Plein Air Painting, Bethesda Fountain Stairs Central Park by Deborah Chapin
Plein air Painting – Bethesda Stairs at Bethesda Fountain Central Park NYC by Deborah Chapin Artist 11×16 plein air oil on linen. Painted during the 2005 NAPPAP paintout in Central Park
Plein air painting by Deborah Chapin painted on location at the Bethesda Fountain in NYC, during the 2005 NAPPAP plein air painting paintout. Plein air painting by Deborah Chapin. Woman Artist
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Did You Know Did You Know? That with just inflation a painting:
- in 1982 that was sold at $600, in 2020 is worth $2375?
- in 1984 that was sold at $2500, in 2020 is worth $8625?
- in 1987 that was sold at $7000, in 2020 is work $21783
This doesn’t account for anything but the value of the $ and nothing added for a lifetime of professional experience and worldwide exhibition history. Blue Dot Reserve Blue Dot Reserve
I invented the blue dot reserve for collectors who saw a painting at the show preview that they wanted to purchase, so that they could bring a spouse or friend to see the piece before purchasing. The piece would hold for the first 15 mins into the show opening. Blue dots were applied on a first come first serve basis. Once the show started if someone else wanted to buy the piece the blue dot collector had the right to purchase the piece or the blue dot was removed and the next purchaser was free to purchase. This eliminated a lot of acrimony when collectors are vying for the first dibs on paintings.
My first experience with this phenomenon was at the Greenwich Workshop Galleries shows during a “Of Ships and the Sea” exhibit when Graham Stiles was the director. He had a number of collectors come in for an early preview for work and those collectors would be able to buy paintings during the preview. While that’s great for the artist in the gallery it isn’t particularly fair to novice collectors who would be furious when at the opening they saw red dots. So the blue dot eliminates this problem and everybody relaxes a little. All is more fair and open and anyone can put their blue dot on a piece to hold it while they bring their spouse, aunt and uncle and whomever and that way they know they’re sure of their purchase. A collector does have to buy it within the first 15 minutes of the show with a preview blue dot and collectors would come by and say is that painting being bought and if I call out and say who’s blue dot is this and they’re not there they lose out but they’ve been given a fair shot and most the time it works out really well for everybody. Everyone gets what they need and they want and then the next round those collectors that didn’t come to the preview and put a blue dot on a piece are aware that they can do it and so then they do.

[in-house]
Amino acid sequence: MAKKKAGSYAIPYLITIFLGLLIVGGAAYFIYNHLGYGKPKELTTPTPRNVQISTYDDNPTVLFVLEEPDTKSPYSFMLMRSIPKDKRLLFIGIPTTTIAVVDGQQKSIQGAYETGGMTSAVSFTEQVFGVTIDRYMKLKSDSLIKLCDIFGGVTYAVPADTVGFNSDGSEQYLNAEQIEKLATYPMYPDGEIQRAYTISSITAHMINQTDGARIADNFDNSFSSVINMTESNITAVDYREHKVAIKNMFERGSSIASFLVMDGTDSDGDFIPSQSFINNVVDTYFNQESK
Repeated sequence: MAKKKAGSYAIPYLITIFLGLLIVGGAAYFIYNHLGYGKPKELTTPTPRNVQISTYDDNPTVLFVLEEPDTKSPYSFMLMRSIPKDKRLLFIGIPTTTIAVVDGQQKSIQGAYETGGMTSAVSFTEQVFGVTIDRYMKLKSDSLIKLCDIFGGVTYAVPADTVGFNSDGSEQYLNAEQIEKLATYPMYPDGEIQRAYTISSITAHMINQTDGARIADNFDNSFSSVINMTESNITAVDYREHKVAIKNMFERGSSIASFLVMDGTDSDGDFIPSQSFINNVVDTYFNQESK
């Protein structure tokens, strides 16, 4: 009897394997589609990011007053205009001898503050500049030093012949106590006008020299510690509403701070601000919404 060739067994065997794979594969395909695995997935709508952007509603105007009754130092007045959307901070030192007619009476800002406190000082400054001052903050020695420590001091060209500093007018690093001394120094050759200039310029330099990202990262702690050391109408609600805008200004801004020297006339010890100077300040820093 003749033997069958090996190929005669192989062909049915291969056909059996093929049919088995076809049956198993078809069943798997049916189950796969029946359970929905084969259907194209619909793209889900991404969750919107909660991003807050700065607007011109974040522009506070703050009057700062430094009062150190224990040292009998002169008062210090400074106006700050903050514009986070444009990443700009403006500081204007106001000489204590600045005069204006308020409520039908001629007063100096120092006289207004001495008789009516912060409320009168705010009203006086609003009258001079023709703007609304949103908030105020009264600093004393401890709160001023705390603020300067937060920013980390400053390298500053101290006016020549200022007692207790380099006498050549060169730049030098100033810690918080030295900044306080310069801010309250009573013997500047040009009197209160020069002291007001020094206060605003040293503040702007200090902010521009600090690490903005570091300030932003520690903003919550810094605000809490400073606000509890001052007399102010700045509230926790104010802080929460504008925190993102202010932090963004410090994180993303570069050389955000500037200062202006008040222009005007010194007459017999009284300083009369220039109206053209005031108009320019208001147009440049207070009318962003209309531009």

during my shows at the Audubon could also use a blue dot to hold a piece while purchasing. it eliminated a lot of confusion and sell out shows made the artist happy.
Deborah Chapin’s Marine paintings have a long exhibition history starting with American Society Marine Artists in 1980 at the now defunct Grand Central Galleries in NYC. As an Independent artist since embarking on her career she has exhibited extensively in top shows and Museums including: Grand Palais and Carrousel de Louvre in Paris with the Societe National des Beaux Arts, Mystic Seaport Gallery International since it’s inception in 1982, Of Ships and Sea Exhibits at Greenwich Workshop Gallery, Artist of America Exhibitions Colorado Historical Museum, Ketterer Kunst Auctions, and Lectured on plein air painting at the Smithsonian American Art Museum just to name a few. All this was accomplished without the aid or support of galleries, art groups or spouse. At the time of her debut she was one of two women in the national exhibitions of Marine Art. See more information https://gallery.deborahchapin.com/exhibition-history-of-35-years-in-paint-by-deborah-chapin/ She now resides in Maine and is working on a new portfolio of work and commission paintings for select collectors in her private studio/gallery.
|Dimensions||24 × 18 in|
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